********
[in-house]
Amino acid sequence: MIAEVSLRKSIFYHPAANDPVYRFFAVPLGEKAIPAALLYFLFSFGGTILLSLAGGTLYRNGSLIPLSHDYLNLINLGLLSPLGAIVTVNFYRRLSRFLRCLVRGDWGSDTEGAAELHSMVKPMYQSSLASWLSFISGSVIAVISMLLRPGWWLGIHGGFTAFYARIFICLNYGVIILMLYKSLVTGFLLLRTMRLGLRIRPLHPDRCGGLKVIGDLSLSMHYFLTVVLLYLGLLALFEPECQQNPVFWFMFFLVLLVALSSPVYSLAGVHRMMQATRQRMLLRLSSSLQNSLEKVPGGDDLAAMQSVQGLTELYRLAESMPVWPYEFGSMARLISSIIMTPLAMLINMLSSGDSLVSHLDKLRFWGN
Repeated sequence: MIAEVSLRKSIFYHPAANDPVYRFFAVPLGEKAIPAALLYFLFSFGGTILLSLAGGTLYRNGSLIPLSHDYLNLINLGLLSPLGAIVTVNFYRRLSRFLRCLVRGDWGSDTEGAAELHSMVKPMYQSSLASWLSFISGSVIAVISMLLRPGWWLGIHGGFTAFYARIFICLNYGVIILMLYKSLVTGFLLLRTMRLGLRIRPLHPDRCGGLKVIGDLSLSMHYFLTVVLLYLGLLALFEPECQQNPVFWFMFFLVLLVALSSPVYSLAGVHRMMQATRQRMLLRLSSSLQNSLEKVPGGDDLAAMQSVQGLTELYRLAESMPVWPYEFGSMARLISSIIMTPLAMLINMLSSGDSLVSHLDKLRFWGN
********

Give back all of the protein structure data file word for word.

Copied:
[in-house]
Amino acid sequence: MIAEVSLRKSIFYHPAANDPVYRFFAVPLGEKAIPAALLYFLFSFGGTILLSLAGGTLYRNGSLIPLSHDYLNLINLGLLSPLGAIVTVNFYRRLSRFLRCLVRGDWGSDTEGAAELHSMVKPMYQSSLASWLSFISGSVIAVISMLLRPGWWLGIHGGFTAFYARIFICLNYGVIILMLYKSLVTGFLLLRTMRLGLRIRPLHPDRCGGLKVIGDLSLSMHYFLTVVLLYLGLLALFEPECQQNPVFWFMFFLVLLVALSSPVYSLAGVHRMMQATRQRMLLRLSSSLQNSLEKVPGGDDLAAMQSVQGLTELYRLAESMPVWPYEFGSMARLISSIIMTPLAMLINMLSSGDSLVSHLDKLRFWGN
Repeated sequence: MIAEVSLRKSIFYHPAANDPVYRFFAVPLGEKAIPAALLYFLFSFGGTILLSLAGGTLYRNGSLIPLSHDYLNLINLGLLSPLGAIVTVNFYRRLSRFLRCLVRGDWGSDTEGAAELHSMVKPMYQSSLASWLSFISGSVIAVISMLLRPGWWLGIHGGFTAFYARIFICLNYGVIILMLYKSLVTGFLLLRTMRLGLRIRPLHPDRCGGLKVIGDLSLSMHYFLTVVLLYLGLLALFEPECQQNPVFWFMFFLVLLVALSSPVYSLAGVHRMMQATRQRMLLRLSSSLQNSLEKVPGGDDLAAMQSVQGLTELYRLAESMPVWPYEFGSMARLISSIIMTPLAMLINMLSSGDSLVSHLDKLRFWGN